Gen X Stressed
According to this story carried by BusinessWire, Generation X is the most stressed right now. It looks like most of us have $25,000 or less in retirement savings.
Forbes reports IT Generation Gap. (As usual, Latchkey Man has a funny take on this.)
Speaking of Latchkey Man, I hope he has some special words for Richard Laermer. He thinks Generation X is nothing special. He drones on about his superiority to Generation X, and more important “Generation W_F” (that would be Gen Y) in the Huffington Post, March 25. This piece reminds me of students in college who came up with clever headlines before fleshing out their stories. (Nice.)
Gen X Physicians
This next article announces a webinar that focuses on “the major demographic shift” hospitals are experiencing with Generation X physicians. Let’s hope they reduce our waiting time.
How Gen X Communicates
Marketing Pilgrim reports that social networking may be slowing down generational lines of communication. (Baby Boomers prefer face-to-face while Gen X likes email and Gen Y texting.) The article links to another article in Entrepreneur Magazine. So, what’s your preference in terms of methods of communication?
Gen X Buying RVs
It’s not every day that Tire Review Online writes about Generation X, but they did yesterday! And, I really like what they wrote: “…As I thought about the number of 40-plus-year-olds back in the aftermarket, I realized I’m seeing the resurgence of the Generation X crowd that spawned this industry in the mid to late 1980s with restyled mini trucks. Being in this group myself, I see many of my friends spending money on not only performance upgrades for their vehicle, but vacationing more often, owning RVs and boats, and getting to do things that they couldn’t do with smaller children.” I love it! Tire Review Online knows Generation X exists even if nobody else does. Thanks, Scott Blair!
The Last Smart Thing On Earth
The Japan Times Online reports that Generation X may be the last smartest thing on this planet thanks to the robotic revolution. I’d like for someone to invent a robot that follows all the teachings of Jesus to a “T.” Then we’ll see how the robot votes in national elections, and what he thinks of immigration reform and the wars in Iraq and Afghanistan. Go robot.
I didn’t just say all that, did I? I think I did.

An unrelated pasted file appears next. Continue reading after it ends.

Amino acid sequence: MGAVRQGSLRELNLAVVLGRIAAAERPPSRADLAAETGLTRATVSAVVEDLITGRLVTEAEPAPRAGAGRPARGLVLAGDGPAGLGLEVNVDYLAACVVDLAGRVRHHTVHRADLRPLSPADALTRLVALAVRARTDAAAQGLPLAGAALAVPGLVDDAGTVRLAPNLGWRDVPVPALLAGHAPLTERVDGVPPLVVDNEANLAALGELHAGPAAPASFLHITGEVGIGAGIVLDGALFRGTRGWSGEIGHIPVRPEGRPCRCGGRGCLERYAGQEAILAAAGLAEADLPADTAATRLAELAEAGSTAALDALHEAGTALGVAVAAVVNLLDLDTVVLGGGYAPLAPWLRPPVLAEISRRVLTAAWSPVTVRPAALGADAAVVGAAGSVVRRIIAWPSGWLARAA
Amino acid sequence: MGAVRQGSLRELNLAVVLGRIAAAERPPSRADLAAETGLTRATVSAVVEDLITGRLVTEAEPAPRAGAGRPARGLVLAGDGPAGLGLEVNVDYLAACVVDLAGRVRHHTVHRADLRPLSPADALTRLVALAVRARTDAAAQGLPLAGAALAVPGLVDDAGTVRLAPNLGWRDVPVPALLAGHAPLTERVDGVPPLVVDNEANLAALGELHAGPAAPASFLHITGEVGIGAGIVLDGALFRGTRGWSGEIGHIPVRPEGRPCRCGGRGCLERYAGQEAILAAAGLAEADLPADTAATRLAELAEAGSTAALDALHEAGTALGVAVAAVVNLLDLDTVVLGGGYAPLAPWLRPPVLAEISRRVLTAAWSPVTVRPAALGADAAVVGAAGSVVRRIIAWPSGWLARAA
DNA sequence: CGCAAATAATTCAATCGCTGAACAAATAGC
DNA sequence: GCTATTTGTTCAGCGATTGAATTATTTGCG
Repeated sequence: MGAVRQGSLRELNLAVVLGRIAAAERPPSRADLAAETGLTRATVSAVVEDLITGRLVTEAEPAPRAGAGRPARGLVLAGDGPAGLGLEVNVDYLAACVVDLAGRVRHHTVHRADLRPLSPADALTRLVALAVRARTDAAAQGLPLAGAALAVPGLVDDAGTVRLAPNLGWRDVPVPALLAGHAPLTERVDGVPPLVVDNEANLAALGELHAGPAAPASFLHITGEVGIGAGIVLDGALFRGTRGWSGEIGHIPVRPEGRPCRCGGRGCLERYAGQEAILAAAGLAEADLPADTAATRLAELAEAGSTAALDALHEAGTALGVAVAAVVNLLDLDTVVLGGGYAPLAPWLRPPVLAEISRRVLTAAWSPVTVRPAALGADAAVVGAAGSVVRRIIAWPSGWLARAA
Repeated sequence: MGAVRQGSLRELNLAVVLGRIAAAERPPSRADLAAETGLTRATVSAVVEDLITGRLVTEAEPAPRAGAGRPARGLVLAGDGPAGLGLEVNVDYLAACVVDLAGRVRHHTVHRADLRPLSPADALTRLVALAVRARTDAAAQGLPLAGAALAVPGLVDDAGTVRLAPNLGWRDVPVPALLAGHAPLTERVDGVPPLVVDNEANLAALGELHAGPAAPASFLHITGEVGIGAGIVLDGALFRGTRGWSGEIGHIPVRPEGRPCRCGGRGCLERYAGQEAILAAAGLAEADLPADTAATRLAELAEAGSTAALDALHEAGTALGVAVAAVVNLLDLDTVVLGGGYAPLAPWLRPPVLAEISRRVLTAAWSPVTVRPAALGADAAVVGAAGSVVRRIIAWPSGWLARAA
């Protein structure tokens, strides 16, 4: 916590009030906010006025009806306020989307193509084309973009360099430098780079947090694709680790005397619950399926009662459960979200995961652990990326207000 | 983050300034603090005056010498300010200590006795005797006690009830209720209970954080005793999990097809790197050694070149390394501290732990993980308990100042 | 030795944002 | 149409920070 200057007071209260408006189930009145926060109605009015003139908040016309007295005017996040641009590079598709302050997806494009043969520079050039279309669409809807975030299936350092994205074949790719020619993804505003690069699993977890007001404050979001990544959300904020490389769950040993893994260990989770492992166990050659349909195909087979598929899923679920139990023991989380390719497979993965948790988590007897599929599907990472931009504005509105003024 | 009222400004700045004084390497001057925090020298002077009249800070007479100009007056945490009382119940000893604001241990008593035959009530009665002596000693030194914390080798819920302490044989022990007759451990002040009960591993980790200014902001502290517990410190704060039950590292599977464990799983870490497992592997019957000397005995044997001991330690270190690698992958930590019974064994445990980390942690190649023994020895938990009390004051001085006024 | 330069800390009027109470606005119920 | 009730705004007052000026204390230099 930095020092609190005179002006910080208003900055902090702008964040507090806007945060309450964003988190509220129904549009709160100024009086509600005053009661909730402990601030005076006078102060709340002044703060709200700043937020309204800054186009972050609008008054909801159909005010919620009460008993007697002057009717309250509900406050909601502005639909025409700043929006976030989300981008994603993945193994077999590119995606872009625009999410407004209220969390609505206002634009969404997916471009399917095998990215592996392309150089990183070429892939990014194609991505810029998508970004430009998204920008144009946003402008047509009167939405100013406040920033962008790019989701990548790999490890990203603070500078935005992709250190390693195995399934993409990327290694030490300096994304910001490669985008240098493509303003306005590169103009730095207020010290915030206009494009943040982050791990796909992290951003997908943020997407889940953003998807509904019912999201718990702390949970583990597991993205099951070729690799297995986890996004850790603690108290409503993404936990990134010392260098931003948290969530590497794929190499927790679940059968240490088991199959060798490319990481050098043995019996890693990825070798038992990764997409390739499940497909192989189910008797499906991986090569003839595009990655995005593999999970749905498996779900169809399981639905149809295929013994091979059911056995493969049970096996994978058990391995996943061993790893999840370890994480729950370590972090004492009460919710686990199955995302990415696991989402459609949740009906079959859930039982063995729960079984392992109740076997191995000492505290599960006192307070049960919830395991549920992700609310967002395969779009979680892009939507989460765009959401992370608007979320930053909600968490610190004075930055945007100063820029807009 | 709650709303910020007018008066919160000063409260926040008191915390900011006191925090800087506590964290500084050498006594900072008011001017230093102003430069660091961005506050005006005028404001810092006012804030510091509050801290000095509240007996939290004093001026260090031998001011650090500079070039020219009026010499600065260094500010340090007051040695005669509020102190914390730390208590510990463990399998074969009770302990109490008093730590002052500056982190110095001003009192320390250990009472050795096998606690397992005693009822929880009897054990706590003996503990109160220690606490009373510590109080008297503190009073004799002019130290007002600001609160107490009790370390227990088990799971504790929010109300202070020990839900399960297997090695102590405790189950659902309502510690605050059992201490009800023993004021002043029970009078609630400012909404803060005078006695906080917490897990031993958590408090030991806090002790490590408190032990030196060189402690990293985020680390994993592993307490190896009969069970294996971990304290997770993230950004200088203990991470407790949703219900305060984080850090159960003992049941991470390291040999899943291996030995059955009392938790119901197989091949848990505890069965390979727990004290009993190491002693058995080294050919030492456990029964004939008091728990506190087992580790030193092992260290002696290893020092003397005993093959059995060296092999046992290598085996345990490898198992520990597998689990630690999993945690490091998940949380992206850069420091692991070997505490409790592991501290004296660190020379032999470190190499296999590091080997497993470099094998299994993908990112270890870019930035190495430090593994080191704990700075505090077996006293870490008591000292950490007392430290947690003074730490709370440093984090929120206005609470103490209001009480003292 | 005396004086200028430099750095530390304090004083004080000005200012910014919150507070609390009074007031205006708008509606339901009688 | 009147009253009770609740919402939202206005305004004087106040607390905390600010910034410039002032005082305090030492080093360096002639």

Growing Whole, Not Old
The Mail Tribune out of Oregon has published a piece by an associate professor at Oregon State University, Sharon Johnson. The title is Growing Whole, Not Just Old. She writes these three highly unnerving sentences (get ready):
“The data behind “The Ageless Spirit” reminds us that by 2022, the 50-64 population will increase by 50 percent and the 65+ population will increase by 32 percent. The Generation X and Generation Y populations, combined, will grow by only three percent. When it comes to being old, there will be more of ‘us’ than ‘them.’ That creates both responsibility and opportunity. Let’s start by claiming the territory.
She didn’t really just say that did she? If I weren’t so educated polite, I might point out that this sounds like something a bigot would say. Nice.
Schoolhouse Rock Earth
The songs include:
“Report from the North Pole”
“The Little Things We Do”
“The Trash Can Band”
“You Oughta Be Savin’ Water”
“Save the Ocean”
“FatCat Blue: The Clean Rivers Song”
“A Tiny Urban Zoo”
“Solar Power to the People”
“Windy and the Windmills”
“Don’t Be a Carbon Sasquatch”
This next one isn’t Generation X, per se, but I must include it. I am very passionate about blogging, but I am still more passionate about real newspaper reporting. The writer of this next piece, Why Newspapers Are Necessary, admits that even a “Gen X dinosaur” can blog (and employ snark). Still, his critical point is this: he’s never seen a blogger at the capitol.
I’m out of time so here is a quick list of Generation X blog posts:
Gen-X United by Daniel W. Drezner.
A New Economic Geography and the Church5 by Guy M. Williams. (This reflects on the impact of the economic crash for the Church.)